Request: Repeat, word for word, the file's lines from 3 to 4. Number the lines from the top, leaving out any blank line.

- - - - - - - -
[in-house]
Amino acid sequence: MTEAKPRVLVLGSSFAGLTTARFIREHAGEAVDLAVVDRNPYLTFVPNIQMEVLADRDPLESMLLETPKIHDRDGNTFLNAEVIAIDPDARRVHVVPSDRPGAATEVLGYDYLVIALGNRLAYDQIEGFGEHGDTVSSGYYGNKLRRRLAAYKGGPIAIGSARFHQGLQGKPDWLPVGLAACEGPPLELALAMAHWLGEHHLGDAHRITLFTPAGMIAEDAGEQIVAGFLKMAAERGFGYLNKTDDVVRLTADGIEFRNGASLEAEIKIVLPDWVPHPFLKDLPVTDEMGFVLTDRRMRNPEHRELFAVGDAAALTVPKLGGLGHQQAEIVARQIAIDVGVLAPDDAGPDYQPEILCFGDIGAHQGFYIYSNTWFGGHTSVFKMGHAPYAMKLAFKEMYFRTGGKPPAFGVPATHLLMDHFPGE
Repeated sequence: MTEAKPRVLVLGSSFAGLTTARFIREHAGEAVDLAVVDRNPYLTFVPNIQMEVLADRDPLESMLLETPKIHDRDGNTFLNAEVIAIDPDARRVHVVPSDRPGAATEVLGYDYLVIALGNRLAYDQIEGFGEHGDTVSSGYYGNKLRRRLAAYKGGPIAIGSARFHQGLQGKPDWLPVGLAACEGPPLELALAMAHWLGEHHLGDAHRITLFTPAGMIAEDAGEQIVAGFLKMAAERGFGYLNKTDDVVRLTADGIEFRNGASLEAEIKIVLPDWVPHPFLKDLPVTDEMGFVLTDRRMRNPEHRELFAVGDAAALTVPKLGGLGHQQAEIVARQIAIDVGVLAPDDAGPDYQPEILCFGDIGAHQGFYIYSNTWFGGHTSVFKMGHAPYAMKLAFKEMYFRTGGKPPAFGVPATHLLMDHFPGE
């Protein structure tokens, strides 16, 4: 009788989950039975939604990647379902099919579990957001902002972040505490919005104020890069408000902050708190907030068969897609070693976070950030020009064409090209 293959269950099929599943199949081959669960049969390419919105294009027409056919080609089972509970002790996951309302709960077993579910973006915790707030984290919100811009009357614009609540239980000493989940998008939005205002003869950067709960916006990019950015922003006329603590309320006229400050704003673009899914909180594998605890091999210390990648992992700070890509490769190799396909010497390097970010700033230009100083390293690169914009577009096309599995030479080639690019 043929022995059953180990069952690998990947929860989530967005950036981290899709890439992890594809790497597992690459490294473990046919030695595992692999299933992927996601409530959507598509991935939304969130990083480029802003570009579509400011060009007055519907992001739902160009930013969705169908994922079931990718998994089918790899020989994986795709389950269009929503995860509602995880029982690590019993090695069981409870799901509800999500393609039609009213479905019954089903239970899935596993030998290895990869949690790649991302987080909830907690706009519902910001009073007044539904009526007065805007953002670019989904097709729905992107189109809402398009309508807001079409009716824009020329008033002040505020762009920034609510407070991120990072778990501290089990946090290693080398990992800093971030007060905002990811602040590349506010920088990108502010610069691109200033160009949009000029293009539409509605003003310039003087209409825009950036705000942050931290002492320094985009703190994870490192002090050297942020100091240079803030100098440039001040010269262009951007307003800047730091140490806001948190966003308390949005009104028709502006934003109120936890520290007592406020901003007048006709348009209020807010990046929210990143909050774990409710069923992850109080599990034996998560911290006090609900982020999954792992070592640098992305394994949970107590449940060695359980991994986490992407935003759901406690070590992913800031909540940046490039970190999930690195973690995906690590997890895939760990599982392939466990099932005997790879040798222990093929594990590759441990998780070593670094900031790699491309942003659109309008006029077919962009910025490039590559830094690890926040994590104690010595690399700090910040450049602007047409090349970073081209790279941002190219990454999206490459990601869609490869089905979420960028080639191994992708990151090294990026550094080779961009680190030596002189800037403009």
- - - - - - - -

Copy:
Repeated sequence: MTEAKPRVLVLGSSFAGLTTARFIREHAGEAVDLAVVDRNPYLTFVPNIQMEVLADRDPLESMLLETPKIHDRDGNTFLNAEVIAIDPDARRVHVVPSDRPGAATEVLGYDYLVIALGNRLAYDQIEGFGEHGDTVSSGYYGNKLRRRLAAYKGGPIAIGSARFHQGLQGKPDWLPVGLAACEGPPLELALAMAHWLGEHHLGDAHRITLFTPAGMIAEDAGEQIVAGFLKMAAERGFGYLNKTDDVVRLTADGIEFRNGASLEAEIKIVLPDWVPHPFLKDLPVTDEMGFVLTDRRMRNPEHRELFAVGDAAALTVPKLGGLGHQQAEIVARQIAIDVGVLAPDDAGPDYQPEILCFGDIGAHQGFYIYSNTWFGGHTSVFKMGHAPYAMKLAFKEMYFRTGGKPPAFGVPATHLLMDHFPGE
């Protein structure tokens, strides 16, 4: 009788989950039975939604990647379902099919579990957001902002972040505490919005104020890069408000902050708190907030068969897609070693976070950030020009064409090209 293959269950099929599943199949081959669960049969390419919105294009027409056919080609089972509970002790996951309302709960077993579910973006915790707030984290919100811009009357614009609540239980000493989940998008939005205002003869950067709960916006990019950015922003006329603590309320006229400050704003673009899914909180594998605890091999210390990648992992700070890509490769190799396909010497390097970010700033230009100083390293690169914009577009096309599995030479080639690019 043929022995059953180990069952690998990947929860989530967005950036981290899709890439992890594809790497597992690459490294473990046919030695595992692999299933992927996601409530959507598509991935939304969130990083480029802003570009579509400011060009007055519907992001739902160009930013969705169908994922079931990718998994089918790899020989994986795709389950269009929503995860509602995880029982690590019993090695069981409870799901509800999500393609039609009213479905019954089903239970899935596993030998290895990869949690790649991302987080909830907690706009519902910001009073007044539904009526007065805007953002670019989904097709729905992107189109809402398009309508807001079409009716824009020329008033002040505020762009920034609510407070991120990072778990501290089990946090290693080398990992800093971030007060905002990811602040590349506010920088990108502010610069691109200033160009949009000029293009539409509605003003310039003087209409825009950036705000942050931290002492320094985009703190994870490192002090050297942020100091240079803030100098440039001040010269262009951007307003800047730091140490806001948190966003308390949005009104028709502006934003109120936890520290007592406020901003007048006709348009209020807010990046929210990143909050774990409710069923992850109080599990034996998560911290006090609900982020999954792992070592640098992305394994949970107590449940060695359980991994986490992407935003759901406690070590992913800031909540940046490039970190999930690195973690995906690590997890895939760990599982392939466990099932005997790879040798222990093929594990590759441990998780070593670094900031790699491309942003659109309008006029077919962009910025490039590559830094690890926040994590104690010595690399700090910040450049602007047409090349970073081209790279941002190219990454999206490459990601869609490869089905979420960028080639191994992708990151090294990026550094080779961009680190030596002189800037403009």